EHLEN: What are the major opportunities for your company through your partnership with wholesale distribution?
IRMER: Let's consider indoor air quality, which is probably at best a 10 percent saturated market. It is a huge, huge opportunity for Honeywell and our business partners
PURVIS: If I look back at the last 20 years, I think, by and large, a lot of that progress has been made on a component-by-component-level basis. What I mean is, making motors more efficient, compressors more efficient and so on. But looking ahead, I'm very clear that the solutions there are pretty well farmed out. The step to the future are integrated solutions, the ability to optimize heat exchangers and compressors and coils, etc. That's the big focus at Emerson Climate Technologies, working with our OEMs and understanding exactly what those opportunities are and how to develop and capitalize on them. From a distribution standpoint, that means we need people who know and understand integrated systems and can teach those concepts. This requires a far more sophisticated relationship than perhaps it has in the past. I think you'd agree that value-added distribution is a huge opportunity because we need more than a simple inventory carrier in that business model.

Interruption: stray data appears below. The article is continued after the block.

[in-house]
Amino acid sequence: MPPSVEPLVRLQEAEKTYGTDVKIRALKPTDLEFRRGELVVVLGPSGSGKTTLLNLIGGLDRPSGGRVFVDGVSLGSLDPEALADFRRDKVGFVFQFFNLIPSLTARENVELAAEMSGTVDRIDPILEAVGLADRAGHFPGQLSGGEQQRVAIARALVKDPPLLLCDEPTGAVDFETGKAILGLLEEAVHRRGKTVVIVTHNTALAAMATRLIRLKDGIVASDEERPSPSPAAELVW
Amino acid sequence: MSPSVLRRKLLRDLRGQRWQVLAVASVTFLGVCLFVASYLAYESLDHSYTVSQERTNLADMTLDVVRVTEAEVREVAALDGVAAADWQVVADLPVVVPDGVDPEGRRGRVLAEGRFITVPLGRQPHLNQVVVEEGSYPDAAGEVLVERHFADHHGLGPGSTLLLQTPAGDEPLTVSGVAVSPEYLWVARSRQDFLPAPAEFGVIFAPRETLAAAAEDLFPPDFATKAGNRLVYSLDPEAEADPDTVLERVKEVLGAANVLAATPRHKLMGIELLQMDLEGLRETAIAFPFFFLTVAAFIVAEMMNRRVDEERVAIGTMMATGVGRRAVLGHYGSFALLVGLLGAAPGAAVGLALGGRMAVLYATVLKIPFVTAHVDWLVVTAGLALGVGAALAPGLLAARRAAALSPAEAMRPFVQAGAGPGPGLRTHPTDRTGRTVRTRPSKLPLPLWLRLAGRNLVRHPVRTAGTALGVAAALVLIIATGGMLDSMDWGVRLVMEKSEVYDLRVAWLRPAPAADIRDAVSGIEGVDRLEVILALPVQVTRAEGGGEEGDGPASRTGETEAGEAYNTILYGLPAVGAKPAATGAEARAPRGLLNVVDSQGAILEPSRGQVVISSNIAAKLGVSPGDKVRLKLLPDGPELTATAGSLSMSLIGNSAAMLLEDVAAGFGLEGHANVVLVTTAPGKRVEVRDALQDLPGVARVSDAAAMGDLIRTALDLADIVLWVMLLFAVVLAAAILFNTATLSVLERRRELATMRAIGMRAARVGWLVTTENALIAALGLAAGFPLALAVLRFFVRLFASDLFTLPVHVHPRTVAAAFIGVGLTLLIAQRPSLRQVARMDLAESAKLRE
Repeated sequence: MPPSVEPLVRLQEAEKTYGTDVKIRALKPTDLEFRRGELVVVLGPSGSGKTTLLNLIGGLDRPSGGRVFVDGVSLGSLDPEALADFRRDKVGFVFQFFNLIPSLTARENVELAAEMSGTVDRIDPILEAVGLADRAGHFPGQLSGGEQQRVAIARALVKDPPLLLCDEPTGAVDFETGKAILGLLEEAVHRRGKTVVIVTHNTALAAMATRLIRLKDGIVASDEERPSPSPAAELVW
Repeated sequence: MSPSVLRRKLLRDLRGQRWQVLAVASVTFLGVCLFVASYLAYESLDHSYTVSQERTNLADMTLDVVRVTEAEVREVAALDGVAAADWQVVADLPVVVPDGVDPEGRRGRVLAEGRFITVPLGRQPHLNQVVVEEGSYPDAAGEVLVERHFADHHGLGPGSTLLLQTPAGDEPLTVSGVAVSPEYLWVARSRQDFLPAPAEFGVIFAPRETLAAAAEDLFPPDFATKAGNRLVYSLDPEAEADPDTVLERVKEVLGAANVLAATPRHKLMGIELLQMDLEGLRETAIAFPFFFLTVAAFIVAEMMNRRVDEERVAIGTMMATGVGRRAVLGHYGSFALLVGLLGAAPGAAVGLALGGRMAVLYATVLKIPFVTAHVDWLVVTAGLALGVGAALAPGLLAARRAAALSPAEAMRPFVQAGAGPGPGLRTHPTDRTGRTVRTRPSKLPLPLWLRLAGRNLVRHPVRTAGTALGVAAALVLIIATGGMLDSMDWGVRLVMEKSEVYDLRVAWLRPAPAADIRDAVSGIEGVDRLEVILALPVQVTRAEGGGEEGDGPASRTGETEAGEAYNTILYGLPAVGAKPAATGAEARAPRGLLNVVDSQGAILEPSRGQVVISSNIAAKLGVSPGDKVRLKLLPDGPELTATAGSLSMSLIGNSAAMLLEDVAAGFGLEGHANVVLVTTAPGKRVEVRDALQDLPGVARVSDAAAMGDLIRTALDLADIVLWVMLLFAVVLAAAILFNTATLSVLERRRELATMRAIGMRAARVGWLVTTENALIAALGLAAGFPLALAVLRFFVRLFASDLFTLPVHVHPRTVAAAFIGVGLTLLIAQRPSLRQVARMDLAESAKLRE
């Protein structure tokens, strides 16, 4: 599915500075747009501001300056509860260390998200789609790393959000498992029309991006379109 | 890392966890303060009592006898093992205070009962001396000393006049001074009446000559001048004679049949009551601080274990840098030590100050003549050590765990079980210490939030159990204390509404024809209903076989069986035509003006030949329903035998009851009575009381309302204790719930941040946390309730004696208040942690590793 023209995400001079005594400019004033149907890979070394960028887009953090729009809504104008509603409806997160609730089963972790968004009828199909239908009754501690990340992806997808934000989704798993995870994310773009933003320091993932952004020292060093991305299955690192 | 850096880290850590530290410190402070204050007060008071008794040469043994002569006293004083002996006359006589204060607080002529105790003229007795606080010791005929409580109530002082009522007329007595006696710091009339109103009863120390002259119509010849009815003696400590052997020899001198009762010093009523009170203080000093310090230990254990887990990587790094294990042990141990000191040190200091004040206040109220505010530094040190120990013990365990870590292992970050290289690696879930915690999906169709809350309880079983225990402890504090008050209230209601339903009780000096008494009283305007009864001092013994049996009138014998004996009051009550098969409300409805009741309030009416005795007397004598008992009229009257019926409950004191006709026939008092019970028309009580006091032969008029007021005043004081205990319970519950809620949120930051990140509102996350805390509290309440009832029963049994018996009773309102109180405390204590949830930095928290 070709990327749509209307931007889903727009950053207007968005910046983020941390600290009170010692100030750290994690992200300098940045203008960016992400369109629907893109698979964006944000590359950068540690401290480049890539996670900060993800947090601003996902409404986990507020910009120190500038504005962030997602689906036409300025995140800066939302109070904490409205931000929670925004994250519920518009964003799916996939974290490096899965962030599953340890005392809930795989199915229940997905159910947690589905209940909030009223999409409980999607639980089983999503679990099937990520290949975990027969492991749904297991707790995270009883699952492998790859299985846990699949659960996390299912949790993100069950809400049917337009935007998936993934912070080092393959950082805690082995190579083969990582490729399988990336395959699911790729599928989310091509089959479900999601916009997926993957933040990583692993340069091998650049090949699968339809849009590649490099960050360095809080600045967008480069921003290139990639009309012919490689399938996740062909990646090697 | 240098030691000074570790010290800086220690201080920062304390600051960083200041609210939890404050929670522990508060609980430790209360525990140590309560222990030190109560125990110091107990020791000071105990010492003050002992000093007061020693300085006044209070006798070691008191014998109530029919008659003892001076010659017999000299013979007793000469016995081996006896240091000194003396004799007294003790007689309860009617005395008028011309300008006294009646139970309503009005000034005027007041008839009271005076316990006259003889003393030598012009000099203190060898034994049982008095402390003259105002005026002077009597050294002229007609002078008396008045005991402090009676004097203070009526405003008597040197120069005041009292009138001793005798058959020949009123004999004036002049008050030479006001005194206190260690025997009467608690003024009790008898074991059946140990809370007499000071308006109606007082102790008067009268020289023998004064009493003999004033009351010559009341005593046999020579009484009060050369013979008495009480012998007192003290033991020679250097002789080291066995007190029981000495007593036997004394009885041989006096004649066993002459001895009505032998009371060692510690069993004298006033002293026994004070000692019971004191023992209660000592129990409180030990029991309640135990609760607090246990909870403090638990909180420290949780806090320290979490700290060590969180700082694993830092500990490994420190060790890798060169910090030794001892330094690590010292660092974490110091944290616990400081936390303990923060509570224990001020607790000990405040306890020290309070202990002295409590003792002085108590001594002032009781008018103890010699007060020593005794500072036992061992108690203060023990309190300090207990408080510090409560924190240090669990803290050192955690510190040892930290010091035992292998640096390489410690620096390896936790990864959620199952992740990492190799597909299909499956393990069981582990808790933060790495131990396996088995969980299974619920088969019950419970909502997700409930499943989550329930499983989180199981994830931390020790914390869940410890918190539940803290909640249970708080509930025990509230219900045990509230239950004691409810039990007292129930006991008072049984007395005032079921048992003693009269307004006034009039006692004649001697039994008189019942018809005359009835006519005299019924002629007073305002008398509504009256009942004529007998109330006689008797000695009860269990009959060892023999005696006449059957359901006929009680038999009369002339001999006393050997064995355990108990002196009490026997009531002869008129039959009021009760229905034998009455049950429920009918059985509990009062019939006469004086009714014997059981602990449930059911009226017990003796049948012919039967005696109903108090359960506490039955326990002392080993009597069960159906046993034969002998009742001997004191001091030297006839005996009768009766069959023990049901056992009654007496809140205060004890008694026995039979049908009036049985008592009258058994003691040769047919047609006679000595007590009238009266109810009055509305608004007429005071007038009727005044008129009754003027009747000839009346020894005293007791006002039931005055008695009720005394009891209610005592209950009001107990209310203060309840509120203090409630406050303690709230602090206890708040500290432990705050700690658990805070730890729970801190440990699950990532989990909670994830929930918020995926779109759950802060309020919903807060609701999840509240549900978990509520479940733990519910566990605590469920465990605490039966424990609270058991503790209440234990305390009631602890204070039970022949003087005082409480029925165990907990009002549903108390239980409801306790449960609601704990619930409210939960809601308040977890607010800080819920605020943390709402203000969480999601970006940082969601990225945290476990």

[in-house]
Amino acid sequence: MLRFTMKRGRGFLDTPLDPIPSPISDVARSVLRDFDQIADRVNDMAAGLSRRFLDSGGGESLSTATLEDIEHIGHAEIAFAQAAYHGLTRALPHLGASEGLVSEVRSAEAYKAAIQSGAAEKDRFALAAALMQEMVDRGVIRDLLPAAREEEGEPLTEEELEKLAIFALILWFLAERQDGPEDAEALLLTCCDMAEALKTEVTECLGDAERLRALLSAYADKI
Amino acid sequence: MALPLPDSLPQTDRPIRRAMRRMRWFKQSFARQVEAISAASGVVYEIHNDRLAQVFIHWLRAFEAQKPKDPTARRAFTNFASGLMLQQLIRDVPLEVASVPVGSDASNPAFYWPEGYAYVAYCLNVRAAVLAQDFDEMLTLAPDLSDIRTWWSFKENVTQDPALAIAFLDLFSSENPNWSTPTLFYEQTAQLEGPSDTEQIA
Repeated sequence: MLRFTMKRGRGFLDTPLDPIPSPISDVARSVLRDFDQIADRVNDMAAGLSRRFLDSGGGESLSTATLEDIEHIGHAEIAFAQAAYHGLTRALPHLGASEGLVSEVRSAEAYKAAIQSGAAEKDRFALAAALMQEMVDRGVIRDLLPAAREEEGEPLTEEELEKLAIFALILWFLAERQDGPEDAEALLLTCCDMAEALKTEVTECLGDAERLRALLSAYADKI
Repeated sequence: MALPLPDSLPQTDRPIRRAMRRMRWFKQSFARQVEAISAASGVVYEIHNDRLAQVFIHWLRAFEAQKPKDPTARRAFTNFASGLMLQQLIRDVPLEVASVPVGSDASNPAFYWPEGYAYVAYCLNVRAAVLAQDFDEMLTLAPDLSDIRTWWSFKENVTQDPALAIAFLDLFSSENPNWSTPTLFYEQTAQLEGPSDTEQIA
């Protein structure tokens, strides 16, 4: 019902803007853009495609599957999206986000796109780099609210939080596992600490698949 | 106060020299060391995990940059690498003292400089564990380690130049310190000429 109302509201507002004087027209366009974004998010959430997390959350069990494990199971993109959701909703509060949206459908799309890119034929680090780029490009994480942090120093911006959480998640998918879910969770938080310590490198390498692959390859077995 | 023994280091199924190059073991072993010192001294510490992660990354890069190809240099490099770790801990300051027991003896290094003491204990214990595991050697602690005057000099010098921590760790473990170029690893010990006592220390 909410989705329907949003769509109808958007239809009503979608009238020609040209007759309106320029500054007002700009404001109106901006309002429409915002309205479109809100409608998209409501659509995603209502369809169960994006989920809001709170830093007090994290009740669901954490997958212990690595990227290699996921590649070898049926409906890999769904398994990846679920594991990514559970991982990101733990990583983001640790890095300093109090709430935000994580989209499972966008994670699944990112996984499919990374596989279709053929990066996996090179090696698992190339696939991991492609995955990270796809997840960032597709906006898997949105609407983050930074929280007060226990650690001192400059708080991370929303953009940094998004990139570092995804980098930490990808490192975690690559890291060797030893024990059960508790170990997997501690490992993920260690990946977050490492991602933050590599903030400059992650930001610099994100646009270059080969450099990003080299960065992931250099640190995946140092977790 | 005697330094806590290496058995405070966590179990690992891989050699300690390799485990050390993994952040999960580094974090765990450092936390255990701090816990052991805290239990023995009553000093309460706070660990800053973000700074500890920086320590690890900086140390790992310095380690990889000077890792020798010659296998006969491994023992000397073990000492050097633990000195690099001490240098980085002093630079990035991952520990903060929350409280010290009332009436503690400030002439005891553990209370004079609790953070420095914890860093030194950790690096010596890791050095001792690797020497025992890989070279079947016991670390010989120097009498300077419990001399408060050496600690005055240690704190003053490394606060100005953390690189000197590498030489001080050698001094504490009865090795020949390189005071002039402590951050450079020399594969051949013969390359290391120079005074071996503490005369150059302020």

LaGRAND: I'm going to come at it from a little bit different perspective by taking a look at the distribution channel as a partnership relationship. It is still a people-to-people opportunity. We want to focus on being the best manufacturer that we can be and focus on continuous improvement in our operations and all the things that we do to support distribution. What we like about independent distribution is the entrepreneurial aspect of what you [the wholesaler] bring to the party and then what the contractor does. We look at the opportunities along the lines of efficiency of communication, ordering processes and flowing inventory out to our distribution as big opportunities. But I also concur with some of the other things that have been said because tremendous opportunities exist for growth, for figuring out easier ways to put systems together, especially in the areas of indoor air quality and all of the opportunities that that brings.